Bill Glazier: ‘Worth its weight in gold’

Edgartown man delivers meals — hearing stories, and helping people stay in their own homes, are all in a day’s work.


Once a week, rain or shine, for the past 10 years, Edgartown resident Bill Glazier has been delivering food to seniors as part of the Island’s Meals on Wheels program.

For Glazier, volunteering — specifically Meals on Wheels — is in his blood. Two of his aunts volunteered in other parts of the country for the program that delivers prepared meals to seniors in their homes. Their enthusiasm rubbed off on Glazier.

After a career in marketing, Glazier moved to the Island with his wife — another Meals on Wheels volunteer — to be closer to his daughter, son-in-law, and grandchildren.

“When I had the opportunity when I retired, I signed on, and have been doing it ever since,” Glazier said. “It’s very rewarding for me to know I’m helping older people that for one reason or another would probably not be able to be on their own.”

Every Tuesday morning, Glazier drives his Jeep to the Martha’s Vineyard Hospital and walks into the Meals on Wheels offices. He stops for a quick chat and exchange of pleasantries with staff and other volunteers before picking up his address list and cooler. Each cooler is filled with trays of meals prepared by the hospital’s kitchen. For many of the seniors, their main meal of the day is the lunch that Glazier delivers.

“We get some good comments on how good the meals are,” Glazier said.

Meals on Wheels volunteers spend a few hours in the morning one day a week delivering meals to seniors. Glazier’s route takes him to 25 houses, up, down, and around Edgartown. This can be challenging, because unlike routes in Oak Bluffs and Vineyard Haven where volunteers can park their car and deliver multiple meals at one stop, Glazier has to stop for each individual house as he drives across the wide swath of land that is Edgartown.

He remembers getting lost on his first route, but after a few trips he got the journey down pat.

Routes can get tricky for volunteers during inclement weather, but Mother Nature has to throw its worst at volunteers before they decide not to deliver the meals. According to Glazier, that rarely happens.

One of Glazier’s favorite things about his volunteering is that his route has stayed the same for the past several years. Calling on the same houses week after week has let him form bonds with many of the seniors and listen to the bounty of stories they have to share. Those stories help him feel more like an Islander, and makes him a sort of walking Island encyclopedia.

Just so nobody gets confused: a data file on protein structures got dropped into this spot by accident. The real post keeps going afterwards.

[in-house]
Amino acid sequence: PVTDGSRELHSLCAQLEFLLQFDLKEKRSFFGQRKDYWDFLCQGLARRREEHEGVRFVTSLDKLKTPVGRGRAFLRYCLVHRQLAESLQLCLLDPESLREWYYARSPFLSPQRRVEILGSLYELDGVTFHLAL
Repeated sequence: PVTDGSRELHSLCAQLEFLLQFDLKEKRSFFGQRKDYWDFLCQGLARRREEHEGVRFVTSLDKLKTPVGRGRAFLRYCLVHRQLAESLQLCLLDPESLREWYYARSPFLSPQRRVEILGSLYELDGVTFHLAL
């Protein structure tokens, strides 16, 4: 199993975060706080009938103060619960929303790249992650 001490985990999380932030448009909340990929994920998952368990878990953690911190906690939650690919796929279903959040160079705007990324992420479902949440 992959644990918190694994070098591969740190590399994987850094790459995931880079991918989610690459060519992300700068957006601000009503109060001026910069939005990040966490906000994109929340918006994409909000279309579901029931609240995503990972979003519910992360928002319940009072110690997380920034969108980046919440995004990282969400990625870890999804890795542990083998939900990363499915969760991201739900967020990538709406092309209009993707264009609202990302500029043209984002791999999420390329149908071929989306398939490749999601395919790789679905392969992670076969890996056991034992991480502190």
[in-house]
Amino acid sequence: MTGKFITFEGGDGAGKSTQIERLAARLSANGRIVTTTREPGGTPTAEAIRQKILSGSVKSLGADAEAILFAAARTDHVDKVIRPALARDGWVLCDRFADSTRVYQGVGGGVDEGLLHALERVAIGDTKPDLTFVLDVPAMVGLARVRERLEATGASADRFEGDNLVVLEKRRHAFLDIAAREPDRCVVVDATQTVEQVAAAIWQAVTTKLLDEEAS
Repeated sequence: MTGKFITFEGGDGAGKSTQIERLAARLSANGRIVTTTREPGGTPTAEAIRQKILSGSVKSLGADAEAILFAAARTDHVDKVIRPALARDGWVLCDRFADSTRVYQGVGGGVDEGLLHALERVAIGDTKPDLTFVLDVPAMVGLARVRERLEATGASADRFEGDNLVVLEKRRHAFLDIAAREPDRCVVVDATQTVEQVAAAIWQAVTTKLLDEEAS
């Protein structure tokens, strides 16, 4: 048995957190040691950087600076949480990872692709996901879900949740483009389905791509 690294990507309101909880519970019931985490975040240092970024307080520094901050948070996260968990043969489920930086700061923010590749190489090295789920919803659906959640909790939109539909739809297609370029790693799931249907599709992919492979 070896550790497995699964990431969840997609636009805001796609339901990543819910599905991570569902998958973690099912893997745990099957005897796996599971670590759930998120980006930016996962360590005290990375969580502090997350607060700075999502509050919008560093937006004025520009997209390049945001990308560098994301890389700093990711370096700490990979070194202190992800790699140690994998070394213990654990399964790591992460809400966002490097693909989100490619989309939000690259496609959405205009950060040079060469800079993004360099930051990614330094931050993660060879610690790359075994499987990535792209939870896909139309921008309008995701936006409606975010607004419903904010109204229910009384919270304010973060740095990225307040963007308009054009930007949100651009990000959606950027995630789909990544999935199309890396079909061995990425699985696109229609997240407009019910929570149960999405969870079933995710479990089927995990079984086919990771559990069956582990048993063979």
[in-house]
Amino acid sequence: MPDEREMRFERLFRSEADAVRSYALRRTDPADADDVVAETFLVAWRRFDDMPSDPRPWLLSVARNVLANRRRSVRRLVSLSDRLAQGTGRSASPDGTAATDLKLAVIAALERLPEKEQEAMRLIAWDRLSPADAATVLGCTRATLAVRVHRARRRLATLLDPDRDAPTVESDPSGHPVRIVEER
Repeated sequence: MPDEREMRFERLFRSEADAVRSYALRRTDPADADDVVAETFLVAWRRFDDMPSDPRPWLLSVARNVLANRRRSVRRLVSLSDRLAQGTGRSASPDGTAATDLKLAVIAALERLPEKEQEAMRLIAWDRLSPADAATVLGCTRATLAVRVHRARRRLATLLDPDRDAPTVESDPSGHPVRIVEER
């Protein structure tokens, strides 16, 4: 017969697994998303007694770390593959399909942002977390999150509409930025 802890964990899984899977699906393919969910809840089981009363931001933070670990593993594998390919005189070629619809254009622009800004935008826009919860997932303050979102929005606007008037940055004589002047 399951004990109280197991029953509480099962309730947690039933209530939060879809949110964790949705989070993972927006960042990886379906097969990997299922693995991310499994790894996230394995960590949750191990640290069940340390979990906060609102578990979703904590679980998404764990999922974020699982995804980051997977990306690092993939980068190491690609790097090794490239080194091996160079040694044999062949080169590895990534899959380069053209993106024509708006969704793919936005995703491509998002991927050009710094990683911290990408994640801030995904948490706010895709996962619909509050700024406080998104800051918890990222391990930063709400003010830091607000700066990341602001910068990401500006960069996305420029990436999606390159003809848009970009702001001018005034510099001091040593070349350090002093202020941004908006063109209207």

“I enjoy talking with the seniors. Just wonderful people. I learned all kinds of history, and heard wonderful anecdotes about life on the Island. That was from the first day, and ever since,” he said.

Once a year Glazier takes the Edgartown selectmen around to meet and talk with the seniors. He’s noticed people on the Island are interconnected in one way or another. The first time he took the selectmen around, he was surprised they greeted several of the seniors like close friends.

It’s just wonderful to learn about people. I like people, so learning about their background and how they ended up here in the ’30s, ’40s, or something — it’s wonderful.”

Glazier goes above and beyond the call of duty when he delivers meals. He takes the extra moment to ask about each senior’s week, and asks about their families. Glazier said some of the seniors are “recluses” and don’t have any contact with people aside from Meals on Wheels volunteers. “That daily contact with the seniors is worth its weight in gold in helping them stay in their own home,” he said. “Almost always it’s ‘Thank you for doing this.’”

In addition to his service with Meals on Wheels, Glazier is a SHINE (Serving the Health Information Needs of Everyone) counselor. The program offers seniors advice and assistance on navigating Medicare; an AARP tax advisor who helps seniors fill out their income taxes; and the annual bird watch during Christmas.

“Here on the Island, there’s a lot of opportunity to volunteer, and it’s just sad that more people don’t volunteer. I think a lot of times they just don’t know where they can do it,” Glazier said. “It’s very meaningful, I think, for most anyone who gets into this, just to see how they are helping people.”